Tim Caron Guest Series Part 1/4
[Note from Realize Me] We’re excited to feature this series from Tim Caron, who has been an integral advisor and partner in the development of Realize Me. He has trained elite athletes in football programs from Georgia Tech, USC, and West Point, co-founded Allegiate Gym, and more recently founded pH Podcast, where his book Strength Deficit is available for pre-order. Check out more of his content to learn from one of the greatest minds in fitness as he dives into the foundational principles of performance and health.
Tim Caron Guest Series:
This will be a four part blog series. One of the major things I want to dig into is the value I've gained as a user of Realize Me. Over the next four blogs we are going to go over two major problems with anything data related: siloed data and interpreting data. Addressing these problems is the first priority, and then we will dive into how Realize Me helped solve this for us.
For a lot of people, there is a threshold to cross when deciding to track their performance data on both an individual and a group level. This however, is the wrong concern to be having. The deliberation of what to track or what hardware to use is a fair concern, but the bigger limiting factor will not be what to track or what to track with, but how to manage that information.
Data silos are a huge problem for anyone who is tracking. After getting through the process of deciding what is the best thing to track relative to a goal, and choosing the right tool to track that, you will be soon faced with how to store that information - data silos. You will be faced with several different places where individual metrics are stored creating individual silos. You can look at these silos as bottlenecks in how you will use that information to help you. You will either have to create a dashboard and manually transfer that information over or you will try to interpret the information on individual platforms - both are really inefficient and will come at a cost of actually using that information.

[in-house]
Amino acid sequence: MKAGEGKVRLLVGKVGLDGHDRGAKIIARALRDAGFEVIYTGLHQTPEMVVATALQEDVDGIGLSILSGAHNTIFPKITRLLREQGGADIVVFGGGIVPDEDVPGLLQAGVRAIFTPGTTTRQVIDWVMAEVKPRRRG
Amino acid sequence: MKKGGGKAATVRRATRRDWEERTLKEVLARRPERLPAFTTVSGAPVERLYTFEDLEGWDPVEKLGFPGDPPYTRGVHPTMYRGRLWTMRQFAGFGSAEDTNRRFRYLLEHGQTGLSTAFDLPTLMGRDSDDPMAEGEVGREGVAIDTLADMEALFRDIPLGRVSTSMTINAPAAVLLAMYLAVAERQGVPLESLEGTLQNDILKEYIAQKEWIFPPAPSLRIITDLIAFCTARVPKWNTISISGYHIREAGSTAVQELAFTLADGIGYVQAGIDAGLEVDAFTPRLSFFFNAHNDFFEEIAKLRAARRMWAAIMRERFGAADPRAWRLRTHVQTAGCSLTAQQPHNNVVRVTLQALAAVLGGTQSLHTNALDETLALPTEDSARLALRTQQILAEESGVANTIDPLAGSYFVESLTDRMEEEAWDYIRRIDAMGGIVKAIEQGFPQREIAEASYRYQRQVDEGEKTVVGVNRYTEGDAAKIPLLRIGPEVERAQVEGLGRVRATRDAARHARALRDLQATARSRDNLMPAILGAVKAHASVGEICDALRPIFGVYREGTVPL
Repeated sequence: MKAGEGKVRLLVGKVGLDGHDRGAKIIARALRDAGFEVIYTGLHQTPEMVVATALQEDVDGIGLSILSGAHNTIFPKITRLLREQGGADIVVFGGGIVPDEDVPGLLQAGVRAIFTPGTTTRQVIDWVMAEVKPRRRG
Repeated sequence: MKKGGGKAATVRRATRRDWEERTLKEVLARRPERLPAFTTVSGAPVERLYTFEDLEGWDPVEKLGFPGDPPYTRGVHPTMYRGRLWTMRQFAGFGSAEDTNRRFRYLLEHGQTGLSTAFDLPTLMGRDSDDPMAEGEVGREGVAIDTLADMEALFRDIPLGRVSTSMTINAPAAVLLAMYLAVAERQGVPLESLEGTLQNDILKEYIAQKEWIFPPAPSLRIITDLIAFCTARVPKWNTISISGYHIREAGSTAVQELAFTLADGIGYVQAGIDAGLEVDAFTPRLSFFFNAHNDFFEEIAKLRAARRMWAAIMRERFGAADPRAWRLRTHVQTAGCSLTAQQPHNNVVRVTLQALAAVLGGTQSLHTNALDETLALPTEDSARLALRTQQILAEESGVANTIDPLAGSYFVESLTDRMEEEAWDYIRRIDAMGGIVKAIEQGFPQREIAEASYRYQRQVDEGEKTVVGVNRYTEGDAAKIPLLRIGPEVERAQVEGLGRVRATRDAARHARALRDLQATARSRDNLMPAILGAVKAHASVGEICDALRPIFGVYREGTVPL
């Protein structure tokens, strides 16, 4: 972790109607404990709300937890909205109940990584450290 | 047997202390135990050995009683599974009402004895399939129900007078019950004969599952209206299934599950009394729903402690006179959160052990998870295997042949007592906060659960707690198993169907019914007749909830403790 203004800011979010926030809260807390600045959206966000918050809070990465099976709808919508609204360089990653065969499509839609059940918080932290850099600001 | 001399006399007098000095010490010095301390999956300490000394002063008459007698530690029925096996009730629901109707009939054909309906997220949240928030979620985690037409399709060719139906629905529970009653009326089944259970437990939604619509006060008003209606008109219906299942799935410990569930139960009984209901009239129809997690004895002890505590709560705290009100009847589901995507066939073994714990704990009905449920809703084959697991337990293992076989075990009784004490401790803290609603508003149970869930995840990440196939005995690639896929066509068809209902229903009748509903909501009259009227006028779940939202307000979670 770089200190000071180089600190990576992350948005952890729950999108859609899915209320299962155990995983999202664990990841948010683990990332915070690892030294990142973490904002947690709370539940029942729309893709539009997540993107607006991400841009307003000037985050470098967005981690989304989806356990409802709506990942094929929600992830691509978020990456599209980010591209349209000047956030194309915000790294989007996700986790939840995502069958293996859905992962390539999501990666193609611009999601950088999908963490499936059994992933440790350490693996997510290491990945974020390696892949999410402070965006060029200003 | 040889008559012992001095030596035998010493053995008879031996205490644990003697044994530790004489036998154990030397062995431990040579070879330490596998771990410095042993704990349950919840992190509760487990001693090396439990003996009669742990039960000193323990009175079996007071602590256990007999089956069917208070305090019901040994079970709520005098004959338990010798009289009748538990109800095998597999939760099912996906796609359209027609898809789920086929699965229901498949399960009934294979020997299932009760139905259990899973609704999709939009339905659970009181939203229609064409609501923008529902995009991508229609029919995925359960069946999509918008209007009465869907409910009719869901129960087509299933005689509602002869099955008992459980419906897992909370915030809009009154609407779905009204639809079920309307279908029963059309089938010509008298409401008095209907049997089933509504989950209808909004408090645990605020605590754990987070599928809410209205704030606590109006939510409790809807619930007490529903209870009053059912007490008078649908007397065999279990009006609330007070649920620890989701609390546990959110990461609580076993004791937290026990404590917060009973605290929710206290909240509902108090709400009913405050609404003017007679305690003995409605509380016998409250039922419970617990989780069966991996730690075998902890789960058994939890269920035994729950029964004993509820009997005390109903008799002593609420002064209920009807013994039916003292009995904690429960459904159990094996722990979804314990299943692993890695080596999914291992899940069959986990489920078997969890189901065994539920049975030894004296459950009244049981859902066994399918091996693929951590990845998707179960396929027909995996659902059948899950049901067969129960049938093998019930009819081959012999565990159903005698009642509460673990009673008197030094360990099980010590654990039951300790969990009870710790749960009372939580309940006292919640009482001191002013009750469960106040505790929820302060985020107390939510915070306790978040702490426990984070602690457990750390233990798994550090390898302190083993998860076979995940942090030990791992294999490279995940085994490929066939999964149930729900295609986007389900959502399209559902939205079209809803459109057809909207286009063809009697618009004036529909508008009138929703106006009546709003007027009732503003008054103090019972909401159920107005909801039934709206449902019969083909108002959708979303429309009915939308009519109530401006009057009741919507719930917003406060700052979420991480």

In either scenario, user fatigue will set in. This seemingly well intentioned step will be met with frustration from having to do all these extra steps to evaluate your data. The key behind this is the companies that create hardware or software around tracking work hard into you using their product over others. I would not say that they discourage you from using other tracking tools, but we can all agree that it is not in that company’s best interest to have their users using several platforms at once.
What you will find is that there are several aspects about tracking you will have to unpack. What is the best hardware or software, what is the most reliable, what is the most user friendly, what is the most durable, etc. You can easily be distracted from eventually having to organize, interpret, and use this information to help with training or health. Last thing on your mind when trying to decide what body composition or HRV tracker is how this will migrate to a single dashboard to be able to compare to other data points.
The goal of this first blog is not to intimidate you from tracking, but to bring up a critical point - eventually you will need to evaluate this data. This is what I learned as a person that wants to track for myself and with my clients. There is a bottleneck point when you are faced with the logistics of organizing your data and then interpreting that data.
Check out the next blog in this series on how Realize Me created a solution for that problem.
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